The Role of 3D Printing in the IoT

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(Sponsored Feature) – Estimations suggest that the smart manufacturing industry is going to conduct significantly more business in the coming years. Specifically, a recent write-up at Yahoo Finance projected that the smart manufacturing market would be worth $384.8 billion (€356.1 billion) within the next five years. That’s up from an expected $214.7 billion (€198.7 billion) at some point this year, which gives some idea of the scope of the expected growth.

A significant portion of that growth is expected to come from 3D printing (which is perhaps what most people envision when considering “smart manufacturing”). And while this particular method can and will serve nearly unlimited purposes, it’s likely to have a lot to do with how the Internet of Things continues to evolve in he coming years. Below, we’re identifying three important aspects of the growing role we expect to see 3D printing playing in the IoT.

Building Smart Devices in Homes

Smart devices in people’s homes are going to continue to be at the forefront of the IoT. They’re not necessarily the most important or lucrative products involved, but they are the ones likely to have the most direct impact on consumers in the near future, and are thus, in a sense, some of the most important parts of the IoT. Our blog post on ‘How Smart Devices Will Transform the Next Generation’s Daily Life’ identified some of the specific types of tech we’re talking about, such as immersive entertainment, ubiquitous high-speed connectivity, etc.

As these and other concepts take root in home environments though, they’re going to require innovative and sustainable designs — and 3D printing is already coming through. To date, we’ve seen the technology used in the development of smart speaker casings, intelligent thermostats, and more. So, while 3D printing won’t monopolise all manufacturing in this category, it’s positioned to play a role.

Prototyping New Devices

More generally — whether we’re talking about in-home IoT devices or other applications entirely — 3D printing is also likely to be of significant use when it comes to prototyping. While many think of this technology and assume that it is most valuable for mass production, some of its most convenient uses are actually in experimenting with designs so as to get them right before mass production.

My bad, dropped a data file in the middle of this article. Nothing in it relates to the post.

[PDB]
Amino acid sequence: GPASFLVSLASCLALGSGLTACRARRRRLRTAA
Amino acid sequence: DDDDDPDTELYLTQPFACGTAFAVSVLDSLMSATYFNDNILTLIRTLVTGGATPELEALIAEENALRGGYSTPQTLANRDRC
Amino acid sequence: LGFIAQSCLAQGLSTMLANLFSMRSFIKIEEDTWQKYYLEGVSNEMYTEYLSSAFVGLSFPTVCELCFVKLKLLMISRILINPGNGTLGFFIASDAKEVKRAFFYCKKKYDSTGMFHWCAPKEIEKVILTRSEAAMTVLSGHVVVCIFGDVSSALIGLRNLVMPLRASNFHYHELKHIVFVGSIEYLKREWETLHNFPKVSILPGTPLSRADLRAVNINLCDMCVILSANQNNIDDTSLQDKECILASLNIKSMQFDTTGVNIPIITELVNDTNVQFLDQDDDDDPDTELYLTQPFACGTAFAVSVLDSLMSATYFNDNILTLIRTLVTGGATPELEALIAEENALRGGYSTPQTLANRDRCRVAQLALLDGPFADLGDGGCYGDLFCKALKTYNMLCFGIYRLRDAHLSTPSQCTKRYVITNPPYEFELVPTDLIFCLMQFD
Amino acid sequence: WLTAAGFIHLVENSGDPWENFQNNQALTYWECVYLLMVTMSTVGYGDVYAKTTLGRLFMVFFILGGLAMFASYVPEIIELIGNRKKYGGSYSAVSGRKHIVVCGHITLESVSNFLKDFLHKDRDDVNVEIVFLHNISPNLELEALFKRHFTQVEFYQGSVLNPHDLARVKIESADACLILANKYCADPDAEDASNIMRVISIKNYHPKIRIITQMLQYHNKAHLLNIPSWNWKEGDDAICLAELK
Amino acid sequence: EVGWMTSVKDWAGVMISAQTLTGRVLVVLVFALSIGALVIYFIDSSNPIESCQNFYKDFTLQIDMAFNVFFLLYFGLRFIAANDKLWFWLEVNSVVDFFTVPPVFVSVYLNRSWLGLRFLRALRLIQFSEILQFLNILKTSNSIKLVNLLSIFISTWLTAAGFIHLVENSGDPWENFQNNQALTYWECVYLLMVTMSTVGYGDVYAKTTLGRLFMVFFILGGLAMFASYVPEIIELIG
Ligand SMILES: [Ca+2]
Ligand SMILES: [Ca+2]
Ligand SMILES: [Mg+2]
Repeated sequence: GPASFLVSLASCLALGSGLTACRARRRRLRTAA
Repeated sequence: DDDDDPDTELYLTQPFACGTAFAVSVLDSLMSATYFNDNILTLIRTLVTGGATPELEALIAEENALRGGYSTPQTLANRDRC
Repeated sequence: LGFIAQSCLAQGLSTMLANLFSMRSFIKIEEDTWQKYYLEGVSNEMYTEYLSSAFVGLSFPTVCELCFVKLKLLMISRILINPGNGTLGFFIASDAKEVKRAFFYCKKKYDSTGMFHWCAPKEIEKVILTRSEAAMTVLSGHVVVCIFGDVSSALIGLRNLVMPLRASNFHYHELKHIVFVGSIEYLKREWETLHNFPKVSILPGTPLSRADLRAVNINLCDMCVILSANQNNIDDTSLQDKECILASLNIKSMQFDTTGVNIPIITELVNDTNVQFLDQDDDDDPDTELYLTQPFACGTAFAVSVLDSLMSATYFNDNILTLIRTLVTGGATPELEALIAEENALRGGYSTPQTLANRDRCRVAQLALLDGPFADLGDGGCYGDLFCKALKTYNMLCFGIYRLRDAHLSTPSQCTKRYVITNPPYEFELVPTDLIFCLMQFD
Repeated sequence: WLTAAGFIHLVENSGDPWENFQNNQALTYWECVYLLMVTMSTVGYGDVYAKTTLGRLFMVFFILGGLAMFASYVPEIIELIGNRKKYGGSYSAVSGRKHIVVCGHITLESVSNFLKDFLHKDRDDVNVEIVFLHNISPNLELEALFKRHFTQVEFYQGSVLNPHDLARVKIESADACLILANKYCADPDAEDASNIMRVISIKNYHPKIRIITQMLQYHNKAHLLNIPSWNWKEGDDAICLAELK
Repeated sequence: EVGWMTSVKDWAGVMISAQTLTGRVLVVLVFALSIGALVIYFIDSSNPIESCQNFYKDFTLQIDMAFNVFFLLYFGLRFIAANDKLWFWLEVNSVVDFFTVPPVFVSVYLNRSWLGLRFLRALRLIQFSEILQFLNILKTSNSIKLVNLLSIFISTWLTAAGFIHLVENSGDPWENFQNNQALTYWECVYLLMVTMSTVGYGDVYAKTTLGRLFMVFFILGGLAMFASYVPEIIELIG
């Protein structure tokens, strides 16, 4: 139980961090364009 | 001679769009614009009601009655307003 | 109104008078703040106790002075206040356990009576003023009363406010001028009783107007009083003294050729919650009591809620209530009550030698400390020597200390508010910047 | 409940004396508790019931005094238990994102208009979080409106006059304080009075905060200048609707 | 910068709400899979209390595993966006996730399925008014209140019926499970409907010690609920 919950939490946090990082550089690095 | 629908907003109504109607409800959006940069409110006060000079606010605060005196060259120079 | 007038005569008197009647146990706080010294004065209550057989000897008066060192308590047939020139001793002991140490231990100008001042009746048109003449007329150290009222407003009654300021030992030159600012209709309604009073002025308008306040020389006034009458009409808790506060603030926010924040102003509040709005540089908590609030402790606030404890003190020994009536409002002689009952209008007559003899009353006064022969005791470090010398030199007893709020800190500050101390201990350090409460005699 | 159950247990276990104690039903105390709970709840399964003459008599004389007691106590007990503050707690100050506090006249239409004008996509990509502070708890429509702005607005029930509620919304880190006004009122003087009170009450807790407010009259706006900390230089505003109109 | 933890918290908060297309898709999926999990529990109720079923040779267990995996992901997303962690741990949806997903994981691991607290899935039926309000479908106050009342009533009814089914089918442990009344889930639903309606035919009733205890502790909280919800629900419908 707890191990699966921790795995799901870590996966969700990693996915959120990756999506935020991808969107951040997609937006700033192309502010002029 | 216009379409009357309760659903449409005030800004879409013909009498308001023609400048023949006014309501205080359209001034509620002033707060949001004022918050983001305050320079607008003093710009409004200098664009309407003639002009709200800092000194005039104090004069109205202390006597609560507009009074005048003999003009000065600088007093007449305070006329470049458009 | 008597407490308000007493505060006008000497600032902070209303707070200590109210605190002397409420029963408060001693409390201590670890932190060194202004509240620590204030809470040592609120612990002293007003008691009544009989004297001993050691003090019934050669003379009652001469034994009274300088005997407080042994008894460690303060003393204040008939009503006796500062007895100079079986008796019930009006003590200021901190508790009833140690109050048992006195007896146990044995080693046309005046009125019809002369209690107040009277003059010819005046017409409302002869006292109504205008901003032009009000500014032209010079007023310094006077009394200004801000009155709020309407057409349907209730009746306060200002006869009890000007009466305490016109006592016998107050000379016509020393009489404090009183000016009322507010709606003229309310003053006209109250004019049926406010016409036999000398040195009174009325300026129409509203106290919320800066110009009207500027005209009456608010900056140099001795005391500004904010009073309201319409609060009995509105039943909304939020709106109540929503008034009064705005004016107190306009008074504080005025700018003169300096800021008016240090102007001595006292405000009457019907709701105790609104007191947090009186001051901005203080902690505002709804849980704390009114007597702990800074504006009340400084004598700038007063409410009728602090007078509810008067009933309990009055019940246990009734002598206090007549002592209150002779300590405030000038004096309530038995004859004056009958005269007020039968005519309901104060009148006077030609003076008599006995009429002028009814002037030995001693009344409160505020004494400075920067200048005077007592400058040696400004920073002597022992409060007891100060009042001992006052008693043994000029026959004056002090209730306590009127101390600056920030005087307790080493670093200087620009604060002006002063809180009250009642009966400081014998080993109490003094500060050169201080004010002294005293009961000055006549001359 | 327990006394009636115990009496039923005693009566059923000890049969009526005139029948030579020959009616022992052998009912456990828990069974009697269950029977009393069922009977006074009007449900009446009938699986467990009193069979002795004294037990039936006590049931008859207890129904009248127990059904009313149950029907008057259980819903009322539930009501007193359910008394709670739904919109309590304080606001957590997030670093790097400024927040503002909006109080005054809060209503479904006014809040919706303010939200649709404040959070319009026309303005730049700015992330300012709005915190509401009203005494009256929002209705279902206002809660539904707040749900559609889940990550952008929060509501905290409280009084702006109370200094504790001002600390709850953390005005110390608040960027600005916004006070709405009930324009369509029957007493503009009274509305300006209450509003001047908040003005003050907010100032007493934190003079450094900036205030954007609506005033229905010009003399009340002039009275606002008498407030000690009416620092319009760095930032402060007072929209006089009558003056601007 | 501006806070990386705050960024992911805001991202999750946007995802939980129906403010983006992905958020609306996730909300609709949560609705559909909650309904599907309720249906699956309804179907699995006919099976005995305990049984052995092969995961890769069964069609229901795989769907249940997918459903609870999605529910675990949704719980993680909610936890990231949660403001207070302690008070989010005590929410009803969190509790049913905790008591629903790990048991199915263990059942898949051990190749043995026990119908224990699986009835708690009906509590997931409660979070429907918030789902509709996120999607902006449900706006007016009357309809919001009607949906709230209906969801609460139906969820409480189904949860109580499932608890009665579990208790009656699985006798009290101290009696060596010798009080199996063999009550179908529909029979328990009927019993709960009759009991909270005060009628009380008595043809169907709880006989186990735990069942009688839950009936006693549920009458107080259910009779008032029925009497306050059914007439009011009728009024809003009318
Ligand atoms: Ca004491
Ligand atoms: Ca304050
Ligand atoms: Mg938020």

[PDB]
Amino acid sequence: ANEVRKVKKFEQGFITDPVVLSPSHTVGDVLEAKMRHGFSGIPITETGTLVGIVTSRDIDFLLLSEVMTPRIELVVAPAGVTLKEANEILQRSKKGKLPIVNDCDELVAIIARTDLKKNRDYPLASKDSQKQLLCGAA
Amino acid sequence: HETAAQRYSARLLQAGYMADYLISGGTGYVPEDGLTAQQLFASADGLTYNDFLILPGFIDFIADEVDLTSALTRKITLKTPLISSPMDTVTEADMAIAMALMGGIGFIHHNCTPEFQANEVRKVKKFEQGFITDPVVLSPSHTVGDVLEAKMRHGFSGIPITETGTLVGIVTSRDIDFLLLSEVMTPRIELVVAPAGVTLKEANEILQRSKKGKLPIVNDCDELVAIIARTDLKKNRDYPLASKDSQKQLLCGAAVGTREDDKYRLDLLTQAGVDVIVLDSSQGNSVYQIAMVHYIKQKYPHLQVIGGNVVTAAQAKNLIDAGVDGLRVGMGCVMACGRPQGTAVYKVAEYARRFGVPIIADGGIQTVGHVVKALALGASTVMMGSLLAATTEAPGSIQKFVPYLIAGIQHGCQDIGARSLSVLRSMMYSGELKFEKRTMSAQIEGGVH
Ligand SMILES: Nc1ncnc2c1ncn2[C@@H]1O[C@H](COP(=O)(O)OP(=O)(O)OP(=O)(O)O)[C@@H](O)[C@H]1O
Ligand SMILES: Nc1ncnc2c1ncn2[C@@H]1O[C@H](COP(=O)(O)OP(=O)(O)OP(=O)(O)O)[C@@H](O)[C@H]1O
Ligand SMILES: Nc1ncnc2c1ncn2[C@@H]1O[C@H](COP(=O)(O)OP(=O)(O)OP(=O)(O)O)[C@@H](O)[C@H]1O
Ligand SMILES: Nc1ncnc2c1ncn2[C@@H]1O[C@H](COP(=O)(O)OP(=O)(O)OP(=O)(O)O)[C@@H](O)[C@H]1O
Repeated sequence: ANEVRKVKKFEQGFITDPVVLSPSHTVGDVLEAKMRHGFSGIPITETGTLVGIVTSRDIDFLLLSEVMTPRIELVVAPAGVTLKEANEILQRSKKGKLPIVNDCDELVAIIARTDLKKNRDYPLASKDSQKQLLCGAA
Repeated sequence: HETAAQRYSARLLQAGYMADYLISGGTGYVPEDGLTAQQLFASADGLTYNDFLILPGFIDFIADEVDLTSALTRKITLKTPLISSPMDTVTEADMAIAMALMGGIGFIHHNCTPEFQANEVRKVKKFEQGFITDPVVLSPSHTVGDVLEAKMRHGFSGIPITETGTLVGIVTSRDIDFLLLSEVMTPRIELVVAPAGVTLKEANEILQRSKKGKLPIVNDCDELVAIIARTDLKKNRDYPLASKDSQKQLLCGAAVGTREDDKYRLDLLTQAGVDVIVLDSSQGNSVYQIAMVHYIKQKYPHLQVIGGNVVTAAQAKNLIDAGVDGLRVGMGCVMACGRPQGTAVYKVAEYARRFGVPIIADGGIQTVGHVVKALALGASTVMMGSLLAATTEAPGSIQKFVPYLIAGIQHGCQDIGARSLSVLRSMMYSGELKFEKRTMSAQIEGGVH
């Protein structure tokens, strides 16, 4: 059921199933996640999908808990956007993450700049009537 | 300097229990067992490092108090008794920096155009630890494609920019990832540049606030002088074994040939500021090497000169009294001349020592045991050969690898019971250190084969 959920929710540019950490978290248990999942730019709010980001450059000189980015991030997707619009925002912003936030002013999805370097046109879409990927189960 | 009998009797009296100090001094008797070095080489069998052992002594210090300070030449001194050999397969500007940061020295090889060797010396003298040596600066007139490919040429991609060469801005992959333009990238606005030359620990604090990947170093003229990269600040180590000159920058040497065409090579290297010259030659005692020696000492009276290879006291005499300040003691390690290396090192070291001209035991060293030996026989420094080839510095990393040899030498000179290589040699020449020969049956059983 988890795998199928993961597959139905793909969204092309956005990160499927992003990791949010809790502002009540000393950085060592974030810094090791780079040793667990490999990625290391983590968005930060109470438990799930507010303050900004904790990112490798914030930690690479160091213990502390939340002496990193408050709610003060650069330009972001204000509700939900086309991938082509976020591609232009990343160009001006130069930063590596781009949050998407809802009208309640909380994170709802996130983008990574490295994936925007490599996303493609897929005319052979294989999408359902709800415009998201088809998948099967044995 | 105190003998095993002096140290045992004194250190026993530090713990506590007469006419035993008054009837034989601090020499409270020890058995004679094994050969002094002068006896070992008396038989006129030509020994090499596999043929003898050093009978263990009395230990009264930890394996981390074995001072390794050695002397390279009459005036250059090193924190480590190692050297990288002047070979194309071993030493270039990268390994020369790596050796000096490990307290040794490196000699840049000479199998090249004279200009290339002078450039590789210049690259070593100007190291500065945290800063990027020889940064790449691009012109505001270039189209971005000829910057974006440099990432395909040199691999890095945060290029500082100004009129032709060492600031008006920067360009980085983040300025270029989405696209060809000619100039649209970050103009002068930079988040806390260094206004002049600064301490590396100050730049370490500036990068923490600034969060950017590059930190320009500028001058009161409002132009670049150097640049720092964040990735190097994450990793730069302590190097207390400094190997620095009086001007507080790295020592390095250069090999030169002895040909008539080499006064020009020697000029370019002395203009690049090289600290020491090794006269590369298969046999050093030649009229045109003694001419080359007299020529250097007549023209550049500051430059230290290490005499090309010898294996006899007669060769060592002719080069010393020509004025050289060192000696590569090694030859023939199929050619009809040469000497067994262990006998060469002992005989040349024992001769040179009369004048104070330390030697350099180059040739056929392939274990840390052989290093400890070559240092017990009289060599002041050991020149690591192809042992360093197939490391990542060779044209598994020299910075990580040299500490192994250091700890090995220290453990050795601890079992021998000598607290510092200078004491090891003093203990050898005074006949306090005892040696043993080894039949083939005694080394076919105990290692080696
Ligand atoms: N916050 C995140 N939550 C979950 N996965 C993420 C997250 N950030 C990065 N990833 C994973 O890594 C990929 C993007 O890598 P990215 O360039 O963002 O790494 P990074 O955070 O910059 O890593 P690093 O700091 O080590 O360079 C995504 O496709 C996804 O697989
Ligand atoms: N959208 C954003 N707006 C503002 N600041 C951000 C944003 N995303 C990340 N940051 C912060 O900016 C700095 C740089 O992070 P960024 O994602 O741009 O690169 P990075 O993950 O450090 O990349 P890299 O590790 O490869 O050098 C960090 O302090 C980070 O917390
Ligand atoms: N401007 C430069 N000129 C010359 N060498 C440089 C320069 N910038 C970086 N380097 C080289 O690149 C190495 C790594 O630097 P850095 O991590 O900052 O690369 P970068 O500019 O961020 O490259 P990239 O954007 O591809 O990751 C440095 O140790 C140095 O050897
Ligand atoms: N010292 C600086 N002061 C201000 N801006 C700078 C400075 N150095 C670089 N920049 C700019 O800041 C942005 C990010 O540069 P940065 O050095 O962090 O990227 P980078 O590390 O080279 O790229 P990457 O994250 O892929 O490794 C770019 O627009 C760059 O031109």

Case in point, Fictiv provides some of the details associated with quick, small 3D printing projects. It explains that methods like fused deposition modeling and multi-jet fusion can be used to create custom 3D designs from scratch in just a day or a little more.

This level of convenience is already ideal for people working on new designs for all sorts of products. And with the number of new products the IoT is going to produce in the coming years, 3D printing is highly likely to become a popular modeling and prototyping option.

Micro-Manufacturing Smart Sensors

We mentioned that smart home devices are important because of the direct impact they have on consumers in their day-to-day lives. This is certainly true, but as Electronic Design pointed out in a thorough overview of the IoT, “wireless sensors dominate most IoT applications.”

Already, wireless sensors are responsible for many IoT functions, and in the future — as we see the development of everything from smart cities to better connected healthcare facilities — these sensors are going to be even more important.

And with the intricate design needs some of these small, connected devices require, 3D printing is sometimes the best option. In both prototyping and production, the technology can create exact, reputable designs that will bring about sensors serving all kinds of purposes.

In a few more years, it will likely be all but impossible to name all of the specific devices and sensors 3D printing will have helped produce. In these broad areas though, we can be sure that this particular manufacturing method will play a sizable role in helping to expand the IoT.

The author is Roslyn J. Naylor, an IT consultant with almost a decade of experience. Even when she’s not working on a project, she can be found typing away on her computer and blogging about all things tech.

Comment on this article below or via Twitter: @IoTNow_OR @jcIoTnow

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